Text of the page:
We’ve worked on a repository. If you already have information with the bank, you will not have to give it again. It just populates it. We’ve worked on an outbound call centre that will allow us to call you within 2 hours of you asking for a product.We’ve also put in appropriate scorecards so that the first approval can even be given on the spot. Besides, we’ve decentralised our operations hub because we were losing time on movement of papers. We moved to scanning (and emailing documents instead of posting them) to benefit from telecom. We’ve also gone with virtual PCs which, in the interiors, requires far less bandwidth.

What did you decide you will not do during the slowdown?
Lots. We (decided that we) would not push the envelope in terms of risk. In a slowing economy, the easier thing is that in your existing business you take higher risks and you lower the price. We said we will not buy business on price.

If the real economy has slowed down in sectors, you have to slow down. We did not alter our credit channels. We did not alter our ­pricing. We didn’t go after any ­business that we were not ­completely clear about. So we ­became conservative in our risk-taking and said we will do only what the market can take.

You had a 30 per cent net profit growth for 53 quarters. How did you manage that?
When we started the bank, the public sector banks had the distribution reach and the funding capability and foreign banks had the products. (We said) what if we can create a product delivery better than the foreign banks and create the reach of a nationalised bank. That was the basis. We identified our needs — that we will be with AAA (or highly rated) corporates, we will be with emerging corporates, small and medium corporates, micro-corporates. We will be in agriculture, for priority sector, which is also what took us to semi-urban and rural areas.

We also put the products in place. For AAA corporates, we said we will be the best in cash management, among the top in foreign exchange and advisory, a major working capital bank, we will help with shareholder management and distribution and be the major salary bank as well.

Our systems would dovetail through a reverse file transfer into the SAP systems that the companies have. When everybody was not opening branches, we were opening branches. We will have close to 3,000 branches by the end of the year. We also ensure we use our distribution channels in terms of the mobile and the Net.

For our asset business, we actually have a hub-and-spoke model. Each hub looks after an area in a 20-km radius around it.

HDFC Bank has an image of being a conservative bank, which takes long for loan clearances...
If you are not conservative as a banker, you will pay the price. There is no such thing as cowboy banking. At no stage — we may not have taken extra risks — did approvals take long.

We say ‘No’ very fast. Are we conservative in transaction banking? No. Are we conservative in going into rural areas? No. Will we increase our risk, when we do not have to? No. If that is defined as conservative, then yes, we are. Will we ensure that we have enough margin to make provision? Yes. That is reflected in our non-performing ­assets (NPA), net NPAs, restructured and provisioning.

So we are very aggressive in what we want to do. In what we don’t want to do, we are conservative and we will continue to be conservative. We know what we want to do and we also know what we don’t want to do. And we never go for a big bang effect.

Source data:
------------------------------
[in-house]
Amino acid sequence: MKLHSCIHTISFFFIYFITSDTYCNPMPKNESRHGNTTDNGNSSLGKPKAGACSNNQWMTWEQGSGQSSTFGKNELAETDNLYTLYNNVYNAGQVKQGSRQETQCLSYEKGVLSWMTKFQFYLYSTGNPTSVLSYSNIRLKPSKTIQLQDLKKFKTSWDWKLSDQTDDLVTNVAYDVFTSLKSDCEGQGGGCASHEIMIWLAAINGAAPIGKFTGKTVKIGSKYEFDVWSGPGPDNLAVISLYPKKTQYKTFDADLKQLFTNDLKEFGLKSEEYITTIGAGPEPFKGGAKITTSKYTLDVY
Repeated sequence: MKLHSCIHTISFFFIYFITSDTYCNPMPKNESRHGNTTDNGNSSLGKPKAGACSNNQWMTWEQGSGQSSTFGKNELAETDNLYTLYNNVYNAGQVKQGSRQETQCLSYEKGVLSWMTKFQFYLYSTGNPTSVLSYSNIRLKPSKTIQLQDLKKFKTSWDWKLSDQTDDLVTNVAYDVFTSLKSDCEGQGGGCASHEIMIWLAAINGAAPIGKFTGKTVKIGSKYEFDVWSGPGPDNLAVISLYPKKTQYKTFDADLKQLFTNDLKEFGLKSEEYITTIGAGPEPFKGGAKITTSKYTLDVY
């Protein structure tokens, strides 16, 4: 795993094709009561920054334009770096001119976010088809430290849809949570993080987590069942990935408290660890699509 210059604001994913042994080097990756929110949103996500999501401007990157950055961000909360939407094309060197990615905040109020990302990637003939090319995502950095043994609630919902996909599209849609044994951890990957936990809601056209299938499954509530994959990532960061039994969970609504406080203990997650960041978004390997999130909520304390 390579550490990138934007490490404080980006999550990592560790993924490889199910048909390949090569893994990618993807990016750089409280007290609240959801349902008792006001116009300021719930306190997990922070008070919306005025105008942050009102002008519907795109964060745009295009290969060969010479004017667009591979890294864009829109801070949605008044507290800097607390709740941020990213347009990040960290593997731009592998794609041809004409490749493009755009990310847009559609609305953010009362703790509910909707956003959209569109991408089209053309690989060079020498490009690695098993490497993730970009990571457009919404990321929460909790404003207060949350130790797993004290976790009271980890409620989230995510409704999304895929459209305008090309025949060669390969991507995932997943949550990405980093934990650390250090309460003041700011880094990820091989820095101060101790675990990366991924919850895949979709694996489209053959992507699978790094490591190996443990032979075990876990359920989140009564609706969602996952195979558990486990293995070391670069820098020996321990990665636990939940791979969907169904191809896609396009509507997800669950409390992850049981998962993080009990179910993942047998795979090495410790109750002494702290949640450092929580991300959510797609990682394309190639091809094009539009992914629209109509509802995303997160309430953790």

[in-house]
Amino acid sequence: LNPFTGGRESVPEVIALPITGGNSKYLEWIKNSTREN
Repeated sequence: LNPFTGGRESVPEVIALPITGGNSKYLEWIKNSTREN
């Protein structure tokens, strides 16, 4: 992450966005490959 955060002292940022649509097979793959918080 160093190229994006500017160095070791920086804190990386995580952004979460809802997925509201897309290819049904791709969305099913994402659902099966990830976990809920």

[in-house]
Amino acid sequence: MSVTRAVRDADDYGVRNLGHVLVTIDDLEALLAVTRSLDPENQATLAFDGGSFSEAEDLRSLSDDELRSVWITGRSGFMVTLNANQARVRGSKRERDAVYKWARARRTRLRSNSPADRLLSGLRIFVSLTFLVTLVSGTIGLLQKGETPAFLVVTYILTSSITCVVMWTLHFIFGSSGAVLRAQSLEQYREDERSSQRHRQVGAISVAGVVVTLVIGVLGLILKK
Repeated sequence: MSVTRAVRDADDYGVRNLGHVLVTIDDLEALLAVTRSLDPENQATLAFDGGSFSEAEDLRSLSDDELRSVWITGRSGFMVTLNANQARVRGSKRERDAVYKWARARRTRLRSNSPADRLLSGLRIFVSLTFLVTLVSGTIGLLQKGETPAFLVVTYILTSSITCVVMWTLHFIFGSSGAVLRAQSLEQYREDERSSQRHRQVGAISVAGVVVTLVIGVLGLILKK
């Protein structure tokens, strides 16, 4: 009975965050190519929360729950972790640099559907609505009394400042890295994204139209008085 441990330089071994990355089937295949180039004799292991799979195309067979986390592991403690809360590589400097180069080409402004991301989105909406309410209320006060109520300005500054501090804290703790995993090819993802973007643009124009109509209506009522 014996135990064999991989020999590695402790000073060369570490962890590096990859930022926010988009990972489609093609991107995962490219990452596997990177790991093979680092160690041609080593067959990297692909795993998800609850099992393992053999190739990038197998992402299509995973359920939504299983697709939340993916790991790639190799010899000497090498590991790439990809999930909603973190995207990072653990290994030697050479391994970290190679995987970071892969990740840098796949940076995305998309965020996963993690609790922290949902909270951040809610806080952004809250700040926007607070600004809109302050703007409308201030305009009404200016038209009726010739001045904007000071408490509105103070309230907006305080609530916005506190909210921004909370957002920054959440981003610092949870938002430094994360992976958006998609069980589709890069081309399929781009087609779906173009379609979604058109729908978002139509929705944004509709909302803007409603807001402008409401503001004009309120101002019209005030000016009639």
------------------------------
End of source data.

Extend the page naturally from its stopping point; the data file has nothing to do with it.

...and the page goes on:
In the past three years, which segments of banking have really seized up?
Mainly those related to investment funding and fundraising. Slowly, it’s also affecting working capital benefits based on inflation. By extension, new employment and velocity of money.
And you also happened to get into investment banking around this time...
We got into investment banking for the simple reason that we didn’t want to purchase (an investment bank). And we said this is a good time. When things are not booming, you can get very good talent to set it up. And we started category by category. So we are not a full investment bank.

In terms of non-performing assets, in your last quarter, construction equipment and commercial vehicles were a drag...
When the economy slowed down, the two segments where there was lack of investment were bound to be affected. We have seen some uptick there. When they say drag, our ­delinquency —  even in these areas as of today — is within the probability of default (limits) that we had specified in our pricing and when we set up the product. It is higher than what it was when the economy was doing better. We are examining the situation.

What is your assessment of the current macroeconomic scenario?
I think we are absolutely at the bottom. I could be wrong by three or six months. But, largely, we are at the bottom and are taking initiatives that should take the economy to a better growth trajectory.

Globally, whatever impact it (the slowdown) had to have is already in today’s numbers. They have avoided a crisis, but they have not solved their problems. The US could come out better than expected; Europe will probably be at current levels, or worse; China is starting to show signs of growth. So, global developments should be favourable. Solving domestic issues is more important than figuring out what the globe can do. And we must recognise that at 6 per cent we will be one of the fastest-growing economies in a world that is awash with liquidity.

If we solve our problems, our prospects are bright. I am being cautiously optimistic. 

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(This story was published in Businessworld Issue Dated 11-03-2013)